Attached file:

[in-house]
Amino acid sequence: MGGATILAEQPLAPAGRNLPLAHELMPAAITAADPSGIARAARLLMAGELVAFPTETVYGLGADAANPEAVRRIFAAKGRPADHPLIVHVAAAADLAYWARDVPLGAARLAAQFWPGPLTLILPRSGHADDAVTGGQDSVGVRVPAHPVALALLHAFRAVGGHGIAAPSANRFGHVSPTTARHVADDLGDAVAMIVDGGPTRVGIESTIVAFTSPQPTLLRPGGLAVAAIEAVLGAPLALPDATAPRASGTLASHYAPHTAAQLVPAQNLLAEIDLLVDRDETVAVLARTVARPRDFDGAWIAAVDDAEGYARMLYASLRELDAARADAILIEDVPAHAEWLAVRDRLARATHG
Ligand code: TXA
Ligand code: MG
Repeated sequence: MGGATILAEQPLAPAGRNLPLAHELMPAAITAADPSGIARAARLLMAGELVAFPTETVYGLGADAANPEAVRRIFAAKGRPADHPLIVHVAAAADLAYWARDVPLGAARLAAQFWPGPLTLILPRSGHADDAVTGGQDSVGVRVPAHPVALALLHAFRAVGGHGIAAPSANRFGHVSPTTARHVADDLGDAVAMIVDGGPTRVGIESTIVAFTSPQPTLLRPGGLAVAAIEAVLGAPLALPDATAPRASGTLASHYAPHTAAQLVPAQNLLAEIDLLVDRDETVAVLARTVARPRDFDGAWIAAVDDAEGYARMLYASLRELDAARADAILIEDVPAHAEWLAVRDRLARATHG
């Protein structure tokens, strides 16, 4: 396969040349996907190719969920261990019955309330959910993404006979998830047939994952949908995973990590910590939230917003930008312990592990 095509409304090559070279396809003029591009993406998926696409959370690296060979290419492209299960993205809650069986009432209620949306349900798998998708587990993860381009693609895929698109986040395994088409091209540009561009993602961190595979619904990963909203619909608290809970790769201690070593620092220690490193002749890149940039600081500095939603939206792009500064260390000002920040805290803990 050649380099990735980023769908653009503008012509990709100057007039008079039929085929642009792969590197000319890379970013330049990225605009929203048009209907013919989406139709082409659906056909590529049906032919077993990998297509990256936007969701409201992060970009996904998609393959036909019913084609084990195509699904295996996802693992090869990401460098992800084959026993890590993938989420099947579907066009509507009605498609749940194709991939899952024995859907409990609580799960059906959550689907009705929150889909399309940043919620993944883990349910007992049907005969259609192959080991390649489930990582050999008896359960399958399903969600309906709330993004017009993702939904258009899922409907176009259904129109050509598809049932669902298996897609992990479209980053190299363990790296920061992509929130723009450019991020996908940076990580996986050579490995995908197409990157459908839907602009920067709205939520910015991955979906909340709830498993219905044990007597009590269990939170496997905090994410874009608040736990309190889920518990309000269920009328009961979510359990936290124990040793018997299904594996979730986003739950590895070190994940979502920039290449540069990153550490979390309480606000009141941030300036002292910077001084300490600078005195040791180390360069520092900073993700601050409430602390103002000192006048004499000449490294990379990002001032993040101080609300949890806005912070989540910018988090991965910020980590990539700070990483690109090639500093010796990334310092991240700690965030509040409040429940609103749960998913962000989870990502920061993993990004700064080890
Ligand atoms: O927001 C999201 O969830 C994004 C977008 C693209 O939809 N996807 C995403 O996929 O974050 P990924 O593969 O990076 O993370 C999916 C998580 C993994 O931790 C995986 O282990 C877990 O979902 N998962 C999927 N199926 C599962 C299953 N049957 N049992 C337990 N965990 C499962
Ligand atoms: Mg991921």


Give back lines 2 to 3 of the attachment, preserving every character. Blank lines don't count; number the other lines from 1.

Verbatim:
Amino acid sequence: MGGATILAEQPLAPAGRNLPLAHELMPAAITAADPSGIARAARLLMAGELVAFPTETVYGLGADAANPEAVRRIFAAKGRPADHPLIVHVAAAADLAYWARDVPLGAARLAAQFWPGPLTLILPRSGHADDAVTGGQDSVGVRVPAHPVALALLHAFRAVGGHGIAAPSANRFGHVSPTTARHVADDLGDAVAMIVDGGPTRVGIESTIVAFTSPQPTLLRPGGLAVAAIEAVLGAPLALPDATAPRASGTLASHYAPHTAAQLVPAQNLLAEIDLLVDRDETVAVLARTVARPRDFDGAWIAAVDDAEGYARMLYASLRELDAARADAILIEDVPAHAEWLAVRDRLARATHG
Ligand code: TXA